When I interviewed then-Marine Captain Josh Rushing in June 2004 for this story, his commanding officers weren't allowing the Dallas-born, Lewisville-raised soldier to give much more than his name, rank and serial number. Rushing -- featured prominently in the documentary Control Room, about the U.S.'s complicated relationship with Al Jazeera -- was already well on his way to being damned by the right as a traitor for his having said the war in Iraq wasn't being truthfully portrayed on American television. "All we see is patriotism," he told The Village Voice, "and we support the troops."
A year later, Rushing had switched jobs -- and, suddenly, the kid from "a country town just to the north of Dallas" was actually working for the English-language Al Jazeera International. Which made Sean Hannity real happy, as he branded Rushing "a traitor" on Fox News Channel. I'm in the middle of reading Rushing's new book about his career change, Mission Al Jazeera: Build a Bridge, Seek the Truth, Change the World, and it's a fascinating read -- neither apologia nor diatribe, but a story about how "a Texan from a long line of Texans" found himself between cultures and without a home, at least for a little while. To quote the last line of the book, Rushing writes, "I am that bridge I had always imagined I could be, without worrying about the lanes." --Robert Wilonsky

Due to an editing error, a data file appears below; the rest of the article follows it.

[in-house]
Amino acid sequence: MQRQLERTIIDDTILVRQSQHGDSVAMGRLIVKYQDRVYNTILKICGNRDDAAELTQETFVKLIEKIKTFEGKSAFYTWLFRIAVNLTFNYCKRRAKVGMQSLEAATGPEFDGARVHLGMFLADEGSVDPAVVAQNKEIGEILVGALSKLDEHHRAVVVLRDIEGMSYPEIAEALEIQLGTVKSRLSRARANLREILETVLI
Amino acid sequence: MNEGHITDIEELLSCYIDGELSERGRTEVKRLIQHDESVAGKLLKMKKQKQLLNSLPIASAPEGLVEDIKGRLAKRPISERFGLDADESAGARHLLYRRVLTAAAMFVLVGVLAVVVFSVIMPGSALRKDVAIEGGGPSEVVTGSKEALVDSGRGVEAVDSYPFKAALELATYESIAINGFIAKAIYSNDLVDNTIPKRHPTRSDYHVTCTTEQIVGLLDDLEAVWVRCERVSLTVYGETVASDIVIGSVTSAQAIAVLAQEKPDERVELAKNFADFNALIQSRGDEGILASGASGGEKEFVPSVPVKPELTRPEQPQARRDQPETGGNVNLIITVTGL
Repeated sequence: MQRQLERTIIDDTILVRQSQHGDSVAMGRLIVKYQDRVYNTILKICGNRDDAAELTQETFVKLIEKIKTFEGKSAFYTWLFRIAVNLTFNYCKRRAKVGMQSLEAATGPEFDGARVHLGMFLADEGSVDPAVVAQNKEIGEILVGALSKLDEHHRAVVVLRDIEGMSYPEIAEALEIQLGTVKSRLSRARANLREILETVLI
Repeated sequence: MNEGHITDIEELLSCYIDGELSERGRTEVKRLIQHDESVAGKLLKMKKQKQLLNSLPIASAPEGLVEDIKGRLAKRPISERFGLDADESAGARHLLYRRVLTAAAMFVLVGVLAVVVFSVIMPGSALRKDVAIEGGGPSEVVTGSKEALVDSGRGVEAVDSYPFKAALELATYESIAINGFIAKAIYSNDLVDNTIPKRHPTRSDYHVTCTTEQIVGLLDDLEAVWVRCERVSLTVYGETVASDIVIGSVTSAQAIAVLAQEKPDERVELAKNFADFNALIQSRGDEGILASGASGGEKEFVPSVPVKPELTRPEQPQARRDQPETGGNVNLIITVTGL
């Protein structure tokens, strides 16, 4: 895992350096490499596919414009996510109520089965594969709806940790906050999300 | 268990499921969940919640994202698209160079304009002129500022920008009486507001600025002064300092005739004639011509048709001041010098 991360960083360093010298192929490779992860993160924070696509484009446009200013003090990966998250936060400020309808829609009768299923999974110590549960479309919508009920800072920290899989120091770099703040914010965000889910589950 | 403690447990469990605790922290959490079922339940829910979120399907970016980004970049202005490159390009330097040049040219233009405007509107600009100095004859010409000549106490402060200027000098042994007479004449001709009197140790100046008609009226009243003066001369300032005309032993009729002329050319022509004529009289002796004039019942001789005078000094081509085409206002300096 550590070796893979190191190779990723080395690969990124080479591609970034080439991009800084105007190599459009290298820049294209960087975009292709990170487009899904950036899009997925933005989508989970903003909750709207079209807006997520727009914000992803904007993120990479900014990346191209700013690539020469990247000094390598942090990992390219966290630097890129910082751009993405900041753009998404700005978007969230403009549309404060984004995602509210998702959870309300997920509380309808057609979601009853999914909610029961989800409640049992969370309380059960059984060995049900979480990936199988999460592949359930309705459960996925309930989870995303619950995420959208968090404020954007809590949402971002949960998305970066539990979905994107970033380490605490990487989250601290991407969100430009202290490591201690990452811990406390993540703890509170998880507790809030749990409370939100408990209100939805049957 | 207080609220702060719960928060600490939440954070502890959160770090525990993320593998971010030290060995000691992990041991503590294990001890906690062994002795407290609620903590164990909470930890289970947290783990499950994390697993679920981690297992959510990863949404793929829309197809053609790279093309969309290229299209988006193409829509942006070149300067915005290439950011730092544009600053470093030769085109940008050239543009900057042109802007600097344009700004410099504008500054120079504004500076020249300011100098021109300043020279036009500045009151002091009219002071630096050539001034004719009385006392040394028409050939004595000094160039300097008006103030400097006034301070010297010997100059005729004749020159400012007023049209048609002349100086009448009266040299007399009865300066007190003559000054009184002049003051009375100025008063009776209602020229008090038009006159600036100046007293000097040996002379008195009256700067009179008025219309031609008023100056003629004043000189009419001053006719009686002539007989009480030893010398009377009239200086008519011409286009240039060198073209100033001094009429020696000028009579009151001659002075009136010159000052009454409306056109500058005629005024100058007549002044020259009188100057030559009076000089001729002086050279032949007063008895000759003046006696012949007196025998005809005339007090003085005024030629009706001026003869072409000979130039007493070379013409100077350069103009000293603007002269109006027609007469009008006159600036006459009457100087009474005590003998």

Update: This afternoon, go figure, CBS Public Eye posted a Q&A with Rushing.